The main point that any high-art prosecutor would want to make at this late date is that Dalínian shoes and Dalínian women (including Gala) mix and match too nicely with the rest of the women, shoes, luggage, and other consumer goods that fill the world. (And, no, there is nothing unconscious about my listing women among consumer goods.) So why does Dalí matter, if all the mystery of his art seems exhausted the moment one recognizes it as his, if he puts his brand-name imagery at the disposal of Bonwit Teller’s, Walt Disney, and Harper’s Bazaar, American as well as Italian? The question is an impatient demand for the all-too-obvious answer that he matters not at all, not in the least. Somewhat less obvious and far more interesting are the premises of the question, which include the belief that there is a clear, perhaps uncrossable line between high and low culture, between “serious” imagery and the trivial, throwaway kind. This is a faith that charts an imaginary space we’ve already entered—heaven above, the mud below. If one is able, somehow, to establish oneself in the upper regions of the chart, one has cultural weight. If not, not. And caring about high art often comes down to the maintenance of this hierarchical cosmography. The “serious” sometimes allow that there could be no definition of the high without the horrible example of the low, yet they permit no or very little communion between extremes.

For Dalí, our culture has the oneness of a sprawling, often vacuous web of images and associated sentiments. In 1943, he talked of “the unsuspected poetry of America—from the calm classicism of the Californian landscape to the poignant billboard of the Gilmore Red Lion, suddenly emerging weakly silhouetted in pale neon tubes under the serene sky of a desert, late afternoon.” Letting himself be swept away by this pre-Pop, post–Stuart Davis image of a billboard, Dalí claimed it for his own. And he sealed his proprietorship with very strong hints that there is no heaven above, only a marketplace of images scattered in every direction across a range of cultural possibility as flat and wide open as any Southwestern desert. In this view high art occupies an ecological niche no more or less important—certainly no more elevated—than any other. In a system of production and consumption, of eating and being eaten in turn, each element is equal once the system strikes an overall balance.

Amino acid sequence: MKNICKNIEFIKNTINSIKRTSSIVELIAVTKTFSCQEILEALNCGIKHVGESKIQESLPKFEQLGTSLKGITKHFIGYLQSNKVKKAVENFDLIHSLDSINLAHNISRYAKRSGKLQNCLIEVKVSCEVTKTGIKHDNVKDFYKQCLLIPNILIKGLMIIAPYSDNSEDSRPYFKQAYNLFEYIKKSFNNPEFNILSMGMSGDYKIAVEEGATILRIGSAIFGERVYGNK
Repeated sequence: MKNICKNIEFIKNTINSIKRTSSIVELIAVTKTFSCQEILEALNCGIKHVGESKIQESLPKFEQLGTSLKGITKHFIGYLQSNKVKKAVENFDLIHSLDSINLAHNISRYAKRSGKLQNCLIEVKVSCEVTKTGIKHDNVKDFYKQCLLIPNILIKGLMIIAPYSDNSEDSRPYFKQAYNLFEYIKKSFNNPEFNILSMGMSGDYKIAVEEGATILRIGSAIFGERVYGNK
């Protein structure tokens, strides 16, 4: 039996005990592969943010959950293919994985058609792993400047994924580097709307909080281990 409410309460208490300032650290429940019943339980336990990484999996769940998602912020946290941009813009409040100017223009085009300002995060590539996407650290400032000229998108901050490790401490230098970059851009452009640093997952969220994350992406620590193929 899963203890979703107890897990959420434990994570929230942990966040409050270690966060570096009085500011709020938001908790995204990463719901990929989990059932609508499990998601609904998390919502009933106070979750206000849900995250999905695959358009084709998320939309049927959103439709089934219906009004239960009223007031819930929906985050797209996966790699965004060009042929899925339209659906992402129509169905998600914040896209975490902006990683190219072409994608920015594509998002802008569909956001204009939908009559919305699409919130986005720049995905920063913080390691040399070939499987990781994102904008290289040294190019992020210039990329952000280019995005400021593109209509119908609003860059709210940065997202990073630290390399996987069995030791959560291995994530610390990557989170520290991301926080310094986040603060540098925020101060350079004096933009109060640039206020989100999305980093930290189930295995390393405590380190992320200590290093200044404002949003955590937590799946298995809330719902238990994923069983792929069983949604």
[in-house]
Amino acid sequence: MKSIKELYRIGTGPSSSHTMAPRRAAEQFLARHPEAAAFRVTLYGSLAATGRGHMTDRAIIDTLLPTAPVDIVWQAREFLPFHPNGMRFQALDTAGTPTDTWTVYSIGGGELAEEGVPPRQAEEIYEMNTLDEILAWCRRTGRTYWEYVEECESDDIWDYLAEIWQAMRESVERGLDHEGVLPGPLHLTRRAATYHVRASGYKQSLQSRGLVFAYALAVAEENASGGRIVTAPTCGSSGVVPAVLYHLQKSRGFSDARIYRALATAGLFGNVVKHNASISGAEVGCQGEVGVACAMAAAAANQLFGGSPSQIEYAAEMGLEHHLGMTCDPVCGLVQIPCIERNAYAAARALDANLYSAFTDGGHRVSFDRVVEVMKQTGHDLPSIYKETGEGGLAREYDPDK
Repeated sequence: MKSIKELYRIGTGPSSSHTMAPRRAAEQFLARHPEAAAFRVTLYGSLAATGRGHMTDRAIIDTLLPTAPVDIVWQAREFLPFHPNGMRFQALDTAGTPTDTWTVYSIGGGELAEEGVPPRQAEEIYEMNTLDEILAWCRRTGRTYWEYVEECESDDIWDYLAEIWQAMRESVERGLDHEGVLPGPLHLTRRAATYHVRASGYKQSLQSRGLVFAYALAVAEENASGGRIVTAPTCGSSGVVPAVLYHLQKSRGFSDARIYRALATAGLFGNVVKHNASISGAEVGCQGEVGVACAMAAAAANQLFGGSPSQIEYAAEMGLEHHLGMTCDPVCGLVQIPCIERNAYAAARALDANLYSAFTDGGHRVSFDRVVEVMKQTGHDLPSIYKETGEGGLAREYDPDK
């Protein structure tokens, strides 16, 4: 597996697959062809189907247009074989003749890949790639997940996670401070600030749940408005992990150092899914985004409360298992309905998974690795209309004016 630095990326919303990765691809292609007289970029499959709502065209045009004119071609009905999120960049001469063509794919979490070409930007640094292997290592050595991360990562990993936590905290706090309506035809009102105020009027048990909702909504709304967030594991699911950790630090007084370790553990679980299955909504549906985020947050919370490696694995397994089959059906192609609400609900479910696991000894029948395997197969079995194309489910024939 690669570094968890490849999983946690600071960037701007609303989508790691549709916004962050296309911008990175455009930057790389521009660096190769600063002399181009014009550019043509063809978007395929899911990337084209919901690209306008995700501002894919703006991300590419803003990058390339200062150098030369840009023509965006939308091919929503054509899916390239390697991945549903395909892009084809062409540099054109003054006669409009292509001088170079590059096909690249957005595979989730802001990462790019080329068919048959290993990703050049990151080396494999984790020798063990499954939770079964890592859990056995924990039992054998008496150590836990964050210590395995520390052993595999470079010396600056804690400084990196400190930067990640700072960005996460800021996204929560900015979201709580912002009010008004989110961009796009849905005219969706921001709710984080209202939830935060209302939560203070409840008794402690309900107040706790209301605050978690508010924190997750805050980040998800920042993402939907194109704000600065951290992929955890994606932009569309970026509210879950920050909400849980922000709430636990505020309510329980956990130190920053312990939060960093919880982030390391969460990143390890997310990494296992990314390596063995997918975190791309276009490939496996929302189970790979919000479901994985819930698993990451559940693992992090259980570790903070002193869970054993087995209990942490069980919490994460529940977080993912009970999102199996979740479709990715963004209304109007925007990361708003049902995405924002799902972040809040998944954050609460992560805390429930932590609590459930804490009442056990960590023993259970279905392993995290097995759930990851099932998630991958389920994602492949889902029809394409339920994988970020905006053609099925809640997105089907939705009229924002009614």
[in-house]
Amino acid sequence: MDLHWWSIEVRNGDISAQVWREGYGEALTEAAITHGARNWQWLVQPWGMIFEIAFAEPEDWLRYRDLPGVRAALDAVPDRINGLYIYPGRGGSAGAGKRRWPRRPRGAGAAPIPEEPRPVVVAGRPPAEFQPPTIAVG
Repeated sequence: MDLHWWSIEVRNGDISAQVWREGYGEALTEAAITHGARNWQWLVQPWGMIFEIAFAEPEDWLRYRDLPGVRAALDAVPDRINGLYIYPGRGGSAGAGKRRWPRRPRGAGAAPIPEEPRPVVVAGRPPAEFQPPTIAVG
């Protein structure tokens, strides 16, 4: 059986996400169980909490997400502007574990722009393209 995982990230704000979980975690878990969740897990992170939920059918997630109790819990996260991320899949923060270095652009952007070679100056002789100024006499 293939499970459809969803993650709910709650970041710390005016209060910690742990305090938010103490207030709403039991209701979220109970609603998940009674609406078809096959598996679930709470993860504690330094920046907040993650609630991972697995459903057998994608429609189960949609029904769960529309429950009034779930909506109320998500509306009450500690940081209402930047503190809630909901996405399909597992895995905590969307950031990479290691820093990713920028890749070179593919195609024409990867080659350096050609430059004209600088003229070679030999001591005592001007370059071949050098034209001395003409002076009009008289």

So if we return to the question, we could say Dalí matters because he is the only artist with “serious” credentials (long since revoked, of course) possessed of this ecological vision in which high art enjoys a functional intimacy with low. It will be objected that ever since the time of Pop art “seriousness” has taken vernacular culture into full account—perhaps even subjected it to a critique of sorts. It will be argued further that the ’80s have produced a generation of young artists who, borrowing with a disabused eye from the media, have sharpened that critique. I don’t buy any of this. The Pop artists, including Andy Warhol, beamed such persistent ironies at their low-art images that Pop art turned very early into a willful, even splenetic variant of Minimalism and color-field reductivism. As for the current crowd who work from media images, it seems to me that, with very few exceptions, they have criticized—or “deconstructed”—nothing. Raiding low culture, they carry their image-booty off to a distant corner of the art world, a cliquish zone of post-punk and New Wave sensibilities, there to work their loot into weapons effective only within the art world, because only in that world are such weapons recognized as dangerous. So, far from assaulting the media’s oppressive fictions, these “radicals” turn their backs on the larger culture just as decisively as any proponent of “mainstream” high style who asks, contemptuously, What does Dalí matter?

Dalí matters because he has dragged a high-art sensibility through the low-culture mud decade after decade, so long and so visibly that he has martyred himself to the vulgarity of his success, because he is a saint of consumerism, and if his humiliation has not made him humble—well, how could it? A consumerist saint has to be shameless and grandiose and, above all, aggressive. Rather, he must promote his public presence with all the doggedness of an agency hotshot directing an ad campaign. And he must design the images of his art to support the primary image, that of himself. It is Dalí’s inauthenticity that matters; or put it this way: Dalí matters because he doesn’t exist, because he is sheer image, and because he inspires the fear that his condition is universal.